develop aviation professionals - team celebrating on mountaintop

Not long ago, I participated in a conference panel session, discussing ways to develop aviation professionals as a “retention tool.”

In particular, we shared ways to enhance people’s skills and abilities to keep them engaged. In other words, give them the necessary professional development to make them “feel the love.”

One of the comments that arose was along the lines of: “All well and good, but what happens if I develop my team members and they leave?”

Which prompted me to ask: “But what if you don’t develop them and they stay?

Both of us had a point. Thus, the topic sparked an interesting debate over what path to follow—and what’s advisable—to develop today’s business aviation pros.


Why Develop Aviation Professionals?

I think many of us have heard the popular Richard Branson quote,

“Train people well enough so they can leave, treat them well enough so they don’t want to.”

Indeed. This is what I was getting at during the panel session.

Let’s face it, with the current pilot and maintenance shortages, we need to heed Branson’s line of thought.

We must trust in the idea that if we train—and treat—them well enough—they’ll stay. Do they feel a sense of connection? Are they well-compensated? Do they feel like you’re invested in them as a person and professional?

Doing so will maximize your return on your investment.

After all, it’s a lot less expensive to develop someone—and assign them special projects or give them a trip to a leadership conference—than it is to hire their replacement.

(As a reminder, it costs hundreds of thousands of dollars to replace top talent, as we’ve discussed in the blog: The High Cost of Pilot Turnover.)


Great Leaders Create Great Leaders

I recently read somewhere that “great leaders create great leaders.”

And I think it’s 100-percent true. Especially as we face a growing shortage of pilots and maintenance professionals, and want to attract young people to our industry.

In the final analysis, we MUST budget for, and then make an investment in, our future leaders. Because the influence your team members have over the success of your department is tremendous. And if they’re well-trained (technically) and well-developed (as leaders), it will reflect positively. They will mirror your company values. Their work will affect others in the day-in, day-out conduct of your company.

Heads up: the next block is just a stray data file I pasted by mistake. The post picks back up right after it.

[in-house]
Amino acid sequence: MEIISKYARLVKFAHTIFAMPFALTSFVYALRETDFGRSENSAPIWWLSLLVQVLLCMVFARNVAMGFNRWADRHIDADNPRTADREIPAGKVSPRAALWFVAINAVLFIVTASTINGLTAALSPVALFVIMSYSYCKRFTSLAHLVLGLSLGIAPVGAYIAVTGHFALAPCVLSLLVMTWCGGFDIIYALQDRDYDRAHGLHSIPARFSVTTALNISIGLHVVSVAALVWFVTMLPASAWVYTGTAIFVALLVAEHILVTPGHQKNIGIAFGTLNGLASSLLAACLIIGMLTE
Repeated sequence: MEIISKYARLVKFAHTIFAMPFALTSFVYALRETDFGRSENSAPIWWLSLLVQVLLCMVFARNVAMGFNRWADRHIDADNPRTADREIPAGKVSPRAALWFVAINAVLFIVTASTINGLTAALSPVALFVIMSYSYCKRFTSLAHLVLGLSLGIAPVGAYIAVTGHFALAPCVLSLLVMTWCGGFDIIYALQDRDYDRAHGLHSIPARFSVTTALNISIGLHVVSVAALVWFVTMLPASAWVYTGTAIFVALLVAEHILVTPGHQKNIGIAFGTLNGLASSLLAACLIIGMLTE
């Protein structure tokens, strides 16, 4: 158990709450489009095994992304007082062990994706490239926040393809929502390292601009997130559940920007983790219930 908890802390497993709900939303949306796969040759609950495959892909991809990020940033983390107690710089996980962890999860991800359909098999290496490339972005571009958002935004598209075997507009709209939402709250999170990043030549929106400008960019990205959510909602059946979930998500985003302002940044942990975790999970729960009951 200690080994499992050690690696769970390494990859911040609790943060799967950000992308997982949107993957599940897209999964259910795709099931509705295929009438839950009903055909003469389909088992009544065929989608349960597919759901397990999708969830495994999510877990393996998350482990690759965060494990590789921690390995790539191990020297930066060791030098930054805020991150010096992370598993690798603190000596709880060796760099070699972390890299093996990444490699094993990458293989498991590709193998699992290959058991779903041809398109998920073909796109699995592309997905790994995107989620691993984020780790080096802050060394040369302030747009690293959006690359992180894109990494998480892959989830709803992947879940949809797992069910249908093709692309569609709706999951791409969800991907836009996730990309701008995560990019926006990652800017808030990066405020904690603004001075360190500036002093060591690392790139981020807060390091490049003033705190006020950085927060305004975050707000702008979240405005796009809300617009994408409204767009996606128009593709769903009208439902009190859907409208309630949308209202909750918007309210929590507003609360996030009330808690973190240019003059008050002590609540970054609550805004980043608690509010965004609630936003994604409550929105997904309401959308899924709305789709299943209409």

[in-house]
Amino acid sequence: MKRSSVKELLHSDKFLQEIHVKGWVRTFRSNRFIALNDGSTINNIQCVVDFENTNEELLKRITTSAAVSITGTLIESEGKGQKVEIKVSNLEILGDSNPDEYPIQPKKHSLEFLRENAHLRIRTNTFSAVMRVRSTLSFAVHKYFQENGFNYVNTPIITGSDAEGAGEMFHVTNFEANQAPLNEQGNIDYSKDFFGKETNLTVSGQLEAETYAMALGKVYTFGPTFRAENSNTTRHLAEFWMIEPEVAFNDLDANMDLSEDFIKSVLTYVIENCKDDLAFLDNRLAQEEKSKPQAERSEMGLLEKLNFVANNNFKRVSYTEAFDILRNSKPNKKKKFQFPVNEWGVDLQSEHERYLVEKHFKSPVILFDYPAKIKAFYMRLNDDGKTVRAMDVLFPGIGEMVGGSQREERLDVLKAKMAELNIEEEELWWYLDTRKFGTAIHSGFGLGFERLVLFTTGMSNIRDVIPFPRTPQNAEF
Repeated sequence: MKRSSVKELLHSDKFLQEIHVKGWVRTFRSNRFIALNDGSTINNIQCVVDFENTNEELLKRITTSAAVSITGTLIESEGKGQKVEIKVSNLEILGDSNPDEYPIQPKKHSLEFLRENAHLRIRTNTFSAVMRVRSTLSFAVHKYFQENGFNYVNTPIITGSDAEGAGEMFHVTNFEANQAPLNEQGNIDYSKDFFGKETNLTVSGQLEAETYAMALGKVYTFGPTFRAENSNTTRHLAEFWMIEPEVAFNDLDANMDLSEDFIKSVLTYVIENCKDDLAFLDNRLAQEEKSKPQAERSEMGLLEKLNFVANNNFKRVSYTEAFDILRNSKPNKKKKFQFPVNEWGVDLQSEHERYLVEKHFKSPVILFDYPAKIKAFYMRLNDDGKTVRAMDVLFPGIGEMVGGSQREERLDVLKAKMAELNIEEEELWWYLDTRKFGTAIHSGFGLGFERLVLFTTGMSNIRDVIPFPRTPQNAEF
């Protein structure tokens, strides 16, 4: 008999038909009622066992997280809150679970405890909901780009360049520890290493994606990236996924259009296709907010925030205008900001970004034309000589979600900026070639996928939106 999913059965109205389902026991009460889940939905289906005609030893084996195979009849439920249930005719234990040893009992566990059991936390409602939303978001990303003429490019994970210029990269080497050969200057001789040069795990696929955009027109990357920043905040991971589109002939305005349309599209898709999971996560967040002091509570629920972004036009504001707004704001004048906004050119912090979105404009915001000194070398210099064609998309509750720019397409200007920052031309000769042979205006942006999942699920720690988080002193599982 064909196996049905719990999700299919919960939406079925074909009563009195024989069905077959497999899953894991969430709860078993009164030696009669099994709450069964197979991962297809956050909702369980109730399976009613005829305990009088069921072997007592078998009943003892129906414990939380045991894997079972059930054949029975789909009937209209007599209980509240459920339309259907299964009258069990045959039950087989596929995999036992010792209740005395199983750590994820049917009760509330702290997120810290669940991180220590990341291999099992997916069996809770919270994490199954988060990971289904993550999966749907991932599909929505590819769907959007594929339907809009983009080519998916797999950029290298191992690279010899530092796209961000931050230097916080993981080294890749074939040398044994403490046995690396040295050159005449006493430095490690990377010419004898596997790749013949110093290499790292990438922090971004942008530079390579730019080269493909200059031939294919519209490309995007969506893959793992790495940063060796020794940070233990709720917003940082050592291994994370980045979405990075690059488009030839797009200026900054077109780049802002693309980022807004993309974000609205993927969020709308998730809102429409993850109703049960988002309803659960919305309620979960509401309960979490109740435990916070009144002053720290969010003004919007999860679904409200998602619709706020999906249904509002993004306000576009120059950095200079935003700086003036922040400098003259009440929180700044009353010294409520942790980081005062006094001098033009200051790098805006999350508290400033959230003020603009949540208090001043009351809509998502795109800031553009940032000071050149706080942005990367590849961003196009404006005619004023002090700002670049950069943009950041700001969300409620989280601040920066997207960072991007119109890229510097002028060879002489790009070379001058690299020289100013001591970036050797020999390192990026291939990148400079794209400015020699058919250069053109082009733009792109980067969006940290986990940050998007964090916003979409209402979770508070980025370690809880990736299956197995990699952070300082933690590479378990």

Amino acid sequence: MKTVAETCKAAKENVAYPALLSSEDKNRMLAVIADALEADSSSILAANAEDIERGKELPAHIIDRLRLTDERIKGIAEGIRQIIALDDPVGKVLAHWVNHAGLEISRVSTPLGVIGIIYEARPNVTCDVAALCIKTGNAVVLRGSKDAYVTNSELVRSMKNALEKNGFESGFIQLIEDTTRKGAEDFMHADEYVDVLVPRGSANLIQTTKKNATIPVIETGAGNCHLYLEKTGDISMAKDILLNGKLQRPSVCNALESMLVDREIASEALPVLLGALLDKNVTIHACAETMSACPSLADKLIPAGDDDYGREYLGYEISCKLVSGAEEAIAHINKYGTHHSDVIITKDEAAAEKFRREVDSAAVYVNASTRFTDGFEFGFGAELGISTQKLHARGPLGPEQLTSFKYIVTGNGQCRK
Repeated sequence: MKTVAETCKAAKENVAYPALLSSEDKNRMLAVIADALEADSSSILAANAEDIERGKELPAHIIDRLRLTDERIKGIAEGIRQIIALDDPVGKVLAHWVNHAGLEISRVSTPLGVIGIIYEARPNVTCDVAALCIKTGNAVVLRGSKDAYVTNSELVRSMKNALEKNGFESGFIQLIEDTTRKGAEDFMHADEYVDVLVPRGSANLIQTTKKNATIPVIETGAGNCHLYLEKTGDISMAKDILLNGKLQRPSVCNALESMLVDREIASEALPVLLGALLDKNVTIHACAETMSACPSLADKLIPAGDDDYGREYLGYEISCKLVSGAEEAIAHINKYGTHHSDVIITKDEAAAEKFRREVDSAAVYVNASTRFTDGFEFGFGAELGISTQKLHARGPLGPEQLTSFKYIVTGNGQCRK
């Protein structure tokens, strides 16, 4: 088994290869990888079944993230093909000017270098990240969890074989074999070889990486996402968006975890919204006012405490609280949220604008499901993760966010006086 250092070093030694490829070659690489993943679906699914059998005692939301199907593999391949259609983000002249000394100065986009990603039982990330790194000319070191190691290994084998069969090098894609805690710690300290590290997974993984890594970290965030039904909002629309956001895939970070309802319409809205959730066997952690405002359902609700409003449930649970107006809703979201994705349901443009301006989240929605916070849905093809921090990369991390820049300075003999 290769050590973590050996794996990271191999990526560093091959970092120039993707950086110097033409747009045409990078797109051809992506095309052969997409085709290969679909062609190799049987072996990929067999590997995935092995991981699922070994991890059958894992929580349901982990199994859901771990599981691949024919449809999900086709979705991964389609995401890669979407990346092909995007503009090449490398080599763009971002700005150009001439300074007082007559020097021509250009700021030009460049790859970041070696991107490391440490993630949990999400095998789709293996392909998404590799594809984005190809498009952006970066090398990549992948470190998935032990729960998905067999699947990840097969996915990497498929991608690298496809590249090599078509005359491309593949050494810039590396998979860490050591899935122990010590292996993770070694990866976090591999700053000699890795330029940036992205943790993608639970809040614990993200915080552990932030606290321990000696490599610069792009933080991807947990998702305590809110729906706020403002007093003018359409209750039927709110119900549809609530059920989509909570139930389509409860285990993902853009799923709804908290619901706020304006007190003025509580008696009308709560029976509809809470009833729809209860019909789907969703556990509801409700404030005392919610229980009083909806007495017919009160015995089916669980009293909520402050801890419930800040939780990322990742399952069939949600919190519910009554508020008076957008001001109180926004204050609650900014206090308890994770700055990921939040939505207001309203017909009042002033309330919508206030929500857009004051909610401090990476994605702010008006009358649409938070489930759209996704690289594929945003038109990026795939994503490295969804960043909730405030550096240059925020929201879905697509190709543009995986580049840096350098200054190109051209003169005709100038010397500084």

It’s true that we may all be stretched to the max regarding budgets and human resources, but making a commitment to our top talent to keep them engaged and happy ultimately will, in fact, generate a return.

Pay it Forward

It’s important to remember that we all can point to someone in our past who has given us a boost and helped us move through the ranks. It might even be true that, at some point, we left that generous mentor and company to accept a more challenging role someplace else.

But, in a larger sense, it’s okay to “pay it forward.” Because, by investing in individual employees, we’re also investing in the business aviation industry as a whole. The key is to pinpoint the development team needs of each individual. Then make that investment.

Please remember: employee development is where true employee engagement gets birthed and comes to life.

Find out which areas your team members may be weak in and create a plan for them geared to development goals. And then use all the requisite tools—coaching, mentoring, training workshops, leadership conferences, seminars and classes—to support their growth.

I’m sure it comes as no surprise to know that when we’re focused on the development of our employees it will, in turn, strengthen our own leadership. Ultimately, valuing your team will be the key to your own success, so put aside those doubts and “develop away.”


Your Turn

What are you doing to develop aviation leaders within your organization? And who in your past helped you get to where you now are by developing your leadership skills and abilities? Please share your advice for our readers in the comment section below.


  • Hello, I enjoyed the article plus to see the sentence about the void of not enough technicians gives me hope. I do have a favor, im looking for scholarships that will help me continue to reach my goal of obtaining an A and P License? Any help would be greatly appreciated.
    Thank you and God bless
    Bradley George

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